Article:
Ah, the holidays. You might feel a mix of anticipation, warmth, togetherness, along with — you've guessed it — dread. Moneywise, dread that all that spending will loom over holiday joy and cheer like a dark, black cloud.
Fear of holiday debt hangover is real. According to LendingTree's 2022 annual survey, 35% of Americans took on holiday debt, and the average amount was around $1,500.
Just because money is tight, doesn’t mean you still can’t celebrate and spread holiday cheer with friends and family. Here are some simple ways you can avoid busting your wallet and stick to a budget this season:
No need to buy gifts for every family member, coworker, and neighbor. You can slash your gift-giving obligations significantly by suggesting a White Elephant game or Secret Santa gift exchange.
If you're going this route, be sure to set some clear rules. For instance, the White Elephant will replace buying gifts for each individual. You can also set a spending cap. For example, $25 to $30 per gift. That way, there's no second guessing as to what's an appropriate amount to dole out.
If you have a flair for arts or crafts, consider taking the DIY approach and making gifts instead of buying them.
If this feels intimidating, remember this: By no means do you have to be an craftsperson extraordinaire to create your presents. Looking up simple gift ideas on YouTube, TikTok or Pinterest can get your creative juices going. For instance, hot cocoa in a jar or a curation of self-care goodies make for thoughtful, well-received gifts.
Another idea? Slap those inside jokes and silly made-up phrases between you and your loved ones onto a mug or T-shirt. It can be less pricey than shelling something out at a retailer.
Scoop up unused gift cards and see if you can use the last bit of them on holiday-related items—think greeting cards, stamps, gift wrap, home decor. Or maybe you can put the remaining balance of a restaurant gift card toward a holiday outing with some dear friends. While gift cards can expire, under federal law you have at least five years to use them. In addition, some states have separate laws that provide added protection in certain circumstances.
You can also resell unused gift cards. You'll never get the full amount of what the gift card is worth, but you can get something for them. The fees that popular gift card platforms charge can vary significantly, but expect anywhere from 85% to 92% of your card's value. There also might be one-time fees to look out for.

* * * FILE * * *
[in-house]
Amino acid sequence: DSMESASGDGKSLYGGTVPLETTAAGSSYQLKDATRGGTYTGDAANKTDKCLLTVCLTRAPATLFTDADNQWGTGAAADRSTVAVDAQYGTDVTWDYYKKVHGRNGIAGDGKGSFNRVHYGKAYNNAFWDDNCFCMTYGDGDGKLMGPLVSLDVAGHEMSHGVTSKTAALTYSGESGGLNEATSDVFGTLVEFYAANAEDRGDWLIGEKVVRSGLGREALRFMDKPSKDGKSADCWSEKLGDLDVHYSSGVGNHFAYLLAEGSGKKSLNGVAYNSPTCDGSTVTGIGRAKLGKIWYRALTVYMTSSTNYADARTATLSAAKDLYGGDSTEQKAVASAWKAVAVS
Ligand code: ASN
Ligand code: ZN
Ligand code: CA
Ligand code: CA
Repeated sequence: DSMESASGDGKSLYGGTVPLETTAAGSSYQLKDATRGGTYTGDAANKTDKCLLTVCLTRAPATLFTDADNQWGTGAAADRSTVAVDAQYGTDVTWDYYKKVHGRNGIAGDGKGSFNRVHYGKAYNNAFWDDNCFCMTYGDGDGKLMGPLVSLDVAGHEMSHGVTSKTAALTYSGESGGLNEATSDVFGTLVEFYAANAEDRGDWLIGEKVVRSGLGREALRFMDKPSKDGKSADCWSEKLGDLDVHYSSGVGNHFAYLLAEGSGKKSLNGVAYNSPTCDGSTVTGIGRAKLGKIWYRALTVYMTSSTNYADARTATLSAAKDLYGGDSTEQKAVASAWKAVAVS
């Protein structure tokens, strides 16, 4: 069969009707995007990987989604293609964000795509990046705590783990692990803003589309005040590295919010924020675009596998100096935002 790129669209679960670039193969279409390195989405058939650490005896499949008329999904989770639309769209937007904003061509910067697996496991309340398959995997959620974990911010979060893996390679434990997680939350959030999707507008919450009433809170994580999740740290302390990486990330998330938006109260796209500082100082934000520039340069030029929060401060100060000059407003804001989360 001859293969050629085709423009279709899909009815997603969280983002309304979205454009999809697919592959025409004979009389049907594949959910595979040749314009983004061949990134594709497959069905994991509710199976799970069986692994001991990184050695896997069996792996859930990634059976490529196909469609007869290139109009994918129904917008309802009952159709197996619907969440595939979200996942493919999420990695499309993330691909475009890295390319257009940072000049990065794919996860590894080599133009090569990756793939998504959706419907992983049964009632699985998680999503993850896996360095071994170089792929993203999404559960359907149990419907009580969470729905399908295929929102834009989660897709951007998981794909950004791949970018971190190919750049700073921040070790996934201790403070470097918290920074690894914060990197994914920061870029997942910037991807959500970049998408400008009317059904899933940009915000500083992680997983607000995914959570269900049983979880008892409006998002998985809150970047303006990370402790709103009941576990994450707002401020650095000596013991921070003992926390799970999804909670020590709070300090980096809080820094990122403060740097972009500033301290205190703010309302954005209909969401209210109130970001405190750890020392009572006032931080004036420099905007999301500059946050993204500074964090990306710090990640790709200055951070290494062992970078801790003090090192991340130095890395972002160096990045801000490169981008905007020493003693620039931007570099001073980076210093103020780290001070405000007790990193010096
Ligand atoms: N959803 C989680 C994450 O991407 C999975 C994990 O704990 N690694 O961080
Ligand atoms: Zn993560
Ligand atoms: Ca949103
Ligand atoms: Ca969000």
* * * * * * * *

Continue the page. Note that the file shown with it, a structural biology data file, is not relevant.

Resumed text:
Agree with certain folks to celebrate their birthdays and keep it light on holiday gifts. It might take a bit of bravery to suggest this, but start by saying how you prefer to save money during the holidays. It has nothing to do with your feelings about that person or the relationship, but about not being stressed financially.
You'll be surprised at how many people prefer to go "all out" on their "solar return days" and go light during the spendy end-of-year. They might even be relieved that you suggested it!
To "spread out the spend," keep a watchful eye on sales from your favorite retailers year-round. It also helps to have a list of what those on your "to gift" list like, so you can purchase their presents at deep discounts.
To avoid going overboard during sales—it can happen to the best of us—decide on a spending limit for each shopping trip.
Or you can allocate a certain amount of your monthly budget toward holiday gifts. For instance, $25-$50 a month. To fit in that extra expense, consider cutting back on eating out a few times a month.
Organize a bake off. Go on a holiday lights festival tour. Plan a winter hike. Volunteer to feed the homeless. Whatever your interests are, drumming up low-cost ideas for experiences, not items, can foster your bonds and create meaningful memories.
Besides sparing your bank account, experiential presents also can boost well-being. Research reveals that people are happier when shelling out cash on experiences, and not on possessions. As mentioned, aim to keep an eye out for inexpensive outings–or it could end up costing you more in the long run.
Sticking to a budget during the final months of this year doesn't need to equal a boring, colorless holiday season. With some creative energy, a bit of planning, and the courage to offer suggestions on doing things differently this year, you can have a fun, memorable season that saves you money, time, and spares you unnecessary stress.
A personal finance writer for over 8 years, Jackie Lam covers money management, lending, insurance, investing, and banking, and personal stories. An AFC® accredited financial coach, she is passionate about helping freelance creatives design money systems on irregular income, gain greater awareness of their money narratives, and overcome mental and emotional blocks.
Her work has appeared in publications such as Bankrate, Time's NextAdvisor, CNET, Forbes, Salon.com, and BuzzFeed. She is the 2022 recipient of Money Management International's Financial Literacy and Education in Communities (FLEC) Award, and a two-time Plutus Awards nominee for Best Freelancer in Personal Finance Media. She lives in Los Angeles where she spends her free time swimming, drumming, and daydreaming about stickers.
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